Sleepless in San Francisco
A Ravenous Romance™ Panamour™ Original Publication
A Ravenous Romance™ Panamour™ Original Publicationwww.ravenousromance.com
Copyright © 2009 by Ryan Field
Ravenous Romance™ 100 Cummings Center Suite 123A
Beverly, MA 01915
All rights reserved. No part of this book may be reproduced in whole or in part without written permission from the publisher, except by reviewers who may quote brief excerpts in connection with a review.
This book is a work of fiction, and any resemblance to persons living or dead is purely coincidental.
Ed said his final goodbye on a Sunday morning in early September, one of those crisp,
late summer days without a cloud in the sky. Ed and his son, Noah, had driven out to East
Hampton to visit the grave of Ed’s deceased partner, Jake. He had been gone for more
than a year, but it didn’t feel that long.
Ed stood next to Noah in front of a dark gray headstone that had a hot air balloon
carved in the center, his hands clasped together and his eyebrows furrowed. Young Noah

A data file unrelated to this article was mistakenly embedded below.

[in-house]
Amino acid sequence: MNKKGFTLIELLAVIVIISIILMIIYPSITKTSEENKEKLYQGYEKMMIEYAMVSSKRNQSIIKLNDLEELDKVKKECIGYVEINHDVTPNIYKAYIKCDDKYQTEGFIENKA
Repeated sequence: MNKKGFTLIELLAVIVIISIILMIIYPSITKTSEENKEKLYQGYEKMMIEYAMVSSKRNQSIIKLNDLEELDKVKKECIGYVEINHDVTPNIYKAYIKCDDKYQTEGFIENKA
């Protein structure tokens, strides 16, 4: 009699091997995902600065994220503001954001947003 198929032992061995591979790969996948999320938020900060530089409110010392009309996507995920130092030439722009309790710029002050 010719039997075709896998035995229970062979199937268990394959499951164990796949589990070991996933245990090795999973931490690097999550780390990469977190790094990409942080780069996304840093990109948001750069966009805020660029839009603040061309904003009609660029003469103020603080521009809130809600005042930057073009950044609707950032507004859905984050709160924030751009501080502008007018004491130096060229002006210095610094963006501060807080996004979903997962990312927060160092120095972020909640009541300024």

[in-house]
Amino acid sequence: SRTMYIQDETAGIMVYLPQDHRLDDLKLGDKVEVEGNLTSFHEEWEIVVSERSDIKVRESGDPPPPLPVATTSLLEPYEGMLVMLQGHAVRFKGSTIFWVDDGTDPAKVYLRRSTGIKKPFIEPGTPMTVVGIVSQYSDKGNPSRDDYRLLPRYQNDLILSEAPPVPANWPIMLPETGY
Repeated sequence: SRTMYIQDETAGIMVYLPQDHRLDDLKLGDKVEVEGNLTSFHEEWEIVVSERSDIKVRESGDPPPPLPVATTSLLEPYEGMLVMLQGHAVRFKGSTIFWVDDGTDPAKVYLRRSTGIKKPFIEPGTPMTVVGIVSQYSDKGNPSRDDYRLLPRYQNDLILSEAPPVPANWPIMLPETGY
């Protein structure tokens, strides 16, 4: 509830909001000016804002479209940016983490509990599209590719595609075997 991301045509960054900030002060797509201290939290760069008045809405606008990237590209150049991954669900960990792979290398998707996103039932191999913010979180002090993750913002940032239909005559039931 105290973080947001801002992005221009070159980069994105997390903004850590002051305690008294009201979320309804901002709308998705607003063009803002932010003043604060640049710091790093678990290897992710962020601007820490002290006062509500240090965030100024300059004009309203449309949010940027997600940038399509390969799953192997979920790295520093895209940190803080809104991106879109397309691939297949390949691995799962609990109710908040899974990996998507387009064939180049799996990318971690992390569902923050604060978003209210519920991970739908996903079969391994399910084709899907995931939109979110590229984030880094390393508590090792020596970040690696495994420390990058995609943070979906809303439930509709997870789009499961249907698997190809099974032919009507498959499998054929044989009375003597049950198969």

kept looking up at him with wide eyes and pinched lips. Noah’s head tilted all the way
back, because he was only half Ed’s size. But they both had the same ash blond hair, the
same slightly bowed legs, and the same strong chin.
A familiar blowing sound was approaching above their heads. There was no other
sound like it. It whished and echoed and rushed. It was loud enough to make them both
look up at the sky at the same time, and yet they didn’t see anything at first. Noah
shielded his eyes from the bright Long Island sunshine with his hand and looked to the
left. Ed put his hands in his pockets and looked to the right.
A moment later, the noise grew louder. And Noah pointed to the sky and said,
“Look, Dad. They’re passing right over us.”
When Ed looked up and saw that a cluster of hot air balloons was crossing over